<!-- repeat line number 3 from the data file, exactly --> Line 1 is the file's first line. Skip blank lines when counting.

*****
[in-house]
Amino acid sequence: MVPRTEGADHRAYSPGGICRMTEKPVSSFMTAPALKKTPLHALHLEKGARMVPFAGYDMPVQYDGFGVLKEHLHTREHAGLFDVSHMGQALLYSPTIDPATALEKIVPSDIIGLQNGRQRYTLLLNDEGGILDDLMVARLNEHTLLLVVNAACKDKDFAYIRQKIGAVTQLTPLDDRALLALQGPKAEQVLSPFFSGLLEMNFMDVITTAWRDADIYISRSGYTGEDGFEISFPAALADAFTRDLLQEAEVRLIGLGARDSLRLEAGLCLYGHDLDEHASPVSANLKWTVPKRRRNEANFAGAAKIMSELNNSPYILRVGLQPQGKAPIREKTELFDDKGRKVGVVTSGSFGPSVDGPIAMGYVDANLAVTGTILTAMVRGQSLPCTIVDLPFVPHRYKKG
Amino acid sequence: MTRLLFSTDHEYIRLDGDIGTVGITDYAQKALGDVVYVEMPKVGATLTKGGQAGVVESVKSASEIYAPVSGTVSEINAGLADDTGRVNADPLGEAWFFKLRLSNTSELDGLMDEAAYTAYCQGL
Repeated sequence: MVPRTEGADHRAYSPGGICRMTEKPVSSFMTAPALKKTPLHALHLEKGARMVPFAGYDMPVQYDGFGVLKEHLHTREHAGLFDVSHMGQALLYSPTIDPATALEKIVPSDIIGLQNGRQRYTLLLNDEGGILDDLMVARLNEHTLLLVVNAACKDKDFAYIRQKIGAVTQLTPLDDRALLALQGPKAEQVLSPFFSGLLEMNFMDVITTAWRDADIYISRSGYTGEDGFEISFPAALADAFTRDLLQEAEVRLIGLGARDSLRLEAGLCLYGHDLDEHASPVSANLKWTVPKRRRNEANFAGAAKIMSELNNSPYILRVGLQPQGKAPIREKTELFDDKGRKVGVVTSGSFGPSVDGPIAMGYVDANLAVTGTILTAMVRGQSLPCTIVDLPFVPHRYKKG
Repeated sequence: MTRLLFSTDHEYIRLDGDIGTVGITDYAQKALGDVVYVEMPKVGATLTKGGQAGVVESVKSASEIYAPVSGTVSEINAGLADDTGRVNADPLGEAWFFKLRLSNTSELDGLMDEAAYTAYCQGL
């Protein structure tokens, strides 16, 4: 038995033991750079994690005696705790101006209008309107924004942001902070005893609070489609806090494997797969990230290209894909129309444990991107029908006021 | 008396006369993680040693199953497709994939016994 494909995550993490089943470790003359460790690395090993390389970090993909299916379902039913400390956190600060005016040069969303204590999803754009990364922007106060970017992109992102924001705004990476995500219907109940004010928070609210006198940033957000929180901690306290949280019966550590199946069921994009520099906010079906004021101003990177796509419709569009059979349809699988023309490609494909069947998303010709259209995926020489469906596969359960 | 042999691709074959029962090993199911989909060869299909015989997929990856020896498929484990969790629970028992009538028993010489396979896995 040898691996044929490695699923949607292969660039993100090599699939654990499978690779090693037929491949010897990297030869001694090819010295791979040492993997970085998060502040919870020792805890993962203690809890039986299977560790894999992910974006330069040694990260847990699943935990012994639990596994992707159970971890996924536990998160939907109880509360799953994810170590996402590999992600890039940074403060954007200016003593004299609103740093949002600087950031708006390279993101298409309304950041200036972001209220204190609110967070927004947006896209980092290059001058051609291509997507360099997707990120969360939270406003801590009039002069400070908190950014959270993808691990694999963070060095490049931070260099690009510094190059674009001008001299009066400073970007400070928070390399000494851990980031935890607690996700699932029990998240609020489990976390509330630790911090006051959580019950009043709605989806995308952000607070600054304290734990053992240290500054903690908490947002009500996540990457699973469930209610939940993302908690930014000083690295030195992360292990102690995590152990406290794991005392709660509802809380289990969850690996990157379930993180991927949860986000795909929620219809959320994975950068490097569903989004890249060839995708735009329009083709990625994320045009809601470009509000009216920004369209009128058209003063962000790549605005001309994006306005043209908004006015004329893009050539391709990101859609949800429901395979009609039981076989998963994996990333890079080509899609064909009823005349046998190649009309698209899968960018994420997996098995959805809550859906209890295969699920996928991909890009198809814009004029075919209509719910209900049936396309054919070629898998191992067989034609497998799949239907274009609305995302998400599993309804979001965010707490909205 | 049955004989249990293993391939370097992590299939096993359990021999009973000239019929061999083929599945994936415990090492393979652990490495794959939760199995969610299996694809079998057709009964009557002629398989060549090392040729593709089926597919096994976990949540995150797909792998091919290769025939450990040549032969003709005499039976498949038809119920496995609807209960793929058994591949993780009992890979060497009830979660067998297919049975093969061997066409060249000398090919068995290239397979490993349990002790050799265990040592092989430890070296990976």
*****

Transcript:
Amino acid sequence: MTRLLFSTDHEYIRLDGDIGTVGITDYAQKALGDVVYVEMPKVGATLTKGGQAGVVESVKSASEIYAPVSGTVSEINAGLADDTGRVNADPLGEAWFFKLRLSNTSELDGLMDEAAYTAYCQGL